Table 1. Common Causes of Urine Color Changes

Urine Color Possible Causes
Orange Dehydration, UTI, kidney disease, bladder cancer, antibiotics, laxatives
Dark yellow Dehydration, liver disease, hepatitis, prenatal vitamins
Pink, red Blood from UTI, kidney stones, trauma, kidney disease, medications, foods like beets
Blue, green UTI with pseudomonas bacteria, medications like amitriptyline, indomethacin
Brown, cola-colored Liver disease, rhabdomyolysis, laxative abuse, melanoma medications
Milky, cloudy Phosphorous in urine, kidney disease, STI, dehydration

Table 2. Potential Kidney-Related Causes of Urine Abnormalities in HIV Patients

Condition Urine Findings
Kidney stones Blood, pain, inability to urinate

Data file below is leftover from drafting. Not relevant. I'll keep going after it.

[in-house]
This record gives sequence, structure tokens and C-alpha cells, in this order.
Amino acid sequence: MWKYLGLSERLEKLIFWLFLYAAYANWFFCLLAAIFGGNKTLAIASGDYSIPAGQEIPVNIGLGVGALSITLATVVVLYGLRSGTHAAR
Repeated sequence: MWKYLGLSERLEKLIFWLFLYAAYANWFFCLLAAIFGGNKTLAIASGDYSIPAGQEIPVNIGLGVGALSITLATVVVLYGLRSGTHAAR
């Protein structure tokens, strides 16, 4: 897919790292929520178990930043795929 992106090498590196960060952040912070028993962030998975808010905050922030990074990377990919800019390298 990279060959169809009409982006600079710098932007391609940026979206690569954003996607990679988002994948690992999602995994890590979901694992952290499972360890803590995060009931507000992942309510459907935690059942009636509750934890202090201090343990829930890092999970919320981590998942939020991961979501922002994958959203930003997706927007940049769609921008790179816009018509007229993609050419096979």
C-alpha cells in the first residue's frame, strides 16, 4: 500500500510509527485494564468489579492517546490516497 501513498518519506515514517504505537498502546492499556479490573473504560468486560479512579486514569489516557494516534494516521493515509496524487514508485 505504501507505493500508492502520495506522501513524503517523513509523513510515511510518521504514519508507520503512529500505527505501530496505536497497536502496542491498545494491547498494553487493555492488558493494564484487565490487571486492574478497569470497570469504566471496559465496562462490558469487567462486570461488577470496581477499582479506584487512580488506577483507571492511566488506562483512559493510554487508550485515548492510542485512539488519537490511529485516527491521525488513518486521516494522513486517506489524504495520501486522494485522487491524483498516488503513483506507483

Pyelonephritis (kidney infection) Cloudy, smelly urine; fever; chills; pain
Interstitial nephritis Foamy urine; flank pain
Medication toxicity Crystalluria, electrolyte disorders
Bladder cancer Blood, recurring UTIs
Kidney trauma Blood, pain, decreased urine output


While HIV itself does not directly darken or affect the color of urine, several related conditions common in AIDS patients can lead to abnormal urinary symptoms. These include opportunistic infections, kidney problems, sexually transmitted diseases, and side effects of medications used to manage HIV or associated conditions. Anyone experiencing a significant change in urination should seek prompt medical care to determine the cause and appropriate treatment. With an observant eye and the help of a healthcare provider, urine abnormalities can often be managed effectively in HIV patients.